The Alhambra is a palace and fortress complex located in Granada, Andalusia, Spain. The complex was begun in 1238 by Muhammad I Ibn al-Ahmar, the first Nasrid emir. It was built on the Sabika hill, an outcrop of the Sierra Nevada which had been the site of earlier fortresses and of the 11th-century palace of Samuel ibn Naghrillah.
Later Nasrid rulers continuously modified the site. The most significant construction campaigns, which gave the Comares Palace (or Court of the Myrtles) and the Palace of the Lions their definitive character, took place in the 14th century during the reigns of Yusuf I and Muhammad V.
After the conclusion of the Christian Reconquista in 1492, the site became the Royal Court of Ferdinand and Isabella (where Christopher Columbus received royal endorsement for his expedition), and the palaces were partially altered in the Renaissance style.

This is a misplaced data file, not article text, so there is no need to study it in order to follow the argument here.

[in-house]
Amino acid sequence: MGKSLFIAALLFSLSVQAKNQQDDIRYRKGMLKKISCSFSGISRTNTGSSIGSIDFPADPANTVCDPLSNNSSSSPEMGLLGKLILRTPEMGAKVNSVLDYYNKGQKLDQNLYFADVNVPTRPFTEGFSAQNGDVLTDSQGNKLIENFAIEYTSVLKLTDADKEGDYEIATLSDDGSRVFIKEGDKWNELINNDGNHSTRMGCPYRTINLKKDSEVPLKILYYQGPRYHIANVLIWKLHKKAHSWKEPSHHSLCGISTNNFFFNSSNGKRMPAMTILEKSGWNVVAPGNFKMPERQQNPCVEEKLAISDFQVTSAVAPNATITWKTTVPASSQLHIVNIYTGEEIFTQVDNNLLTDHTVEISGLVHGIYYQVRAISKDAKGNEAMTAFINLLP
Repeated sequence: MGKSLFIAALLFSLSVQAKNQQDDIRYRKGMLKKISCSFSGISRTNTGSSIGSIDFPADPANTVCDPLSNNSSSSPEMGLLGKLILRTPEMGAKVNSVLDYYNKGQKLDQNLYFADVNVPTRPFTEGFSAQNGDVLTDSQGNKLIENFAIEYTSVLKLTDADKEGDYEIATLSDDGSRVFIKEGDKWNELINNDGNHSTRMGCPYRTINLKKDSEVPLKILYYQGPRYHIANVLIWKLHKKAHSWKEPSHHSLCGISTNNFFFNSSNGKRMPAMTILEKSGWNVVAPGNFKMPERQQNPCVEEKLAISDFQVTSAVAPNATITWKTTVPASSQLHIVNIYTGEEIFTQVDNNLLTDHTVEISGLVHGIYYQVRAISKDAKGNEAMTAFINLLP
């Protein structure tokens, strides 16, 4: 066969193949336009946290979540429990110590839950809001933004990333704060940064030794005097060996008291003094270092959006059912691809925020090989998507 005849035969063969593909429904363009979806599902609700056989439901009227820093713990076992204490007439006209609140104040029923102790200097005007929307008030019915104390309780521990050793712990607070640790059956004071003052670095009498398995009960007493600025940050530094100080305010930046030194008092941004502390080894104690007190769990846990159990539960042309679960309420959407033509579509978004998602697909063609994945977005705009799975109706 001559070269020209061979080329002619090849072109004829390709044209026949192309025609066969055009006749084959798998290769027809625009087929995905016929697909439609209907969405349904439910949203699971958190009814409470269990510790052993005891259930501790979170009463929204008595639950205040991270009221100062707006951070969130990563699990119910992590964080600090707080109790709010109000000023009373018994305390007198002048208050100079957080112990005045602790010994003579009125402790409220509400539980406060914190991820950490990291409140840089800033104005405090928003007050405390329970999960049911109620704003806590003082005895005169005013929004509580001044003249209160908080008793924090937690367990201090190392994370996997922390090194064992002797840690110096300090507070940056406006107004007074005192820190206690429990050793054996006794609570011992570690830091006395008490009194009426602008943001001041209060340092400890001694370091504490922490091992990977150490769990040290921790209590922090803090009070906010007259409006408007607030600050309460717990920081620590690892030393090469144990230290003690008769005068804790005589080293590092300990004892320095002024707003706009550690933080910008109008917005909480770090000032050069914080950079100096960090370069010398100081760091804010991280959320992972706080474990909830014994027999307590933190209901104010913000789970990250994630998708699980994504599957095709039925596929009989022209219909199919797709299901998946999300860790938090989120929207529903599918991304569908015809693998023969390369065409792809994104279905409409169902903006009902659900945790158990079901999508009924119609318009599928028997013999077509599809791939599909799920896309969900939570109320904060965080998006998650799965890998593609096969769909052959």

In 1526, Charles I of Spain commissioned a new Renaissance palace better befitting the Holy Roman Emperor in the revolutionary Mannerist style influenced by humanist philosophy in direct juxtaposition with the Nasrid Andalusian architecture, but it was ultimately never completed due to Morisco rebellions in Granada.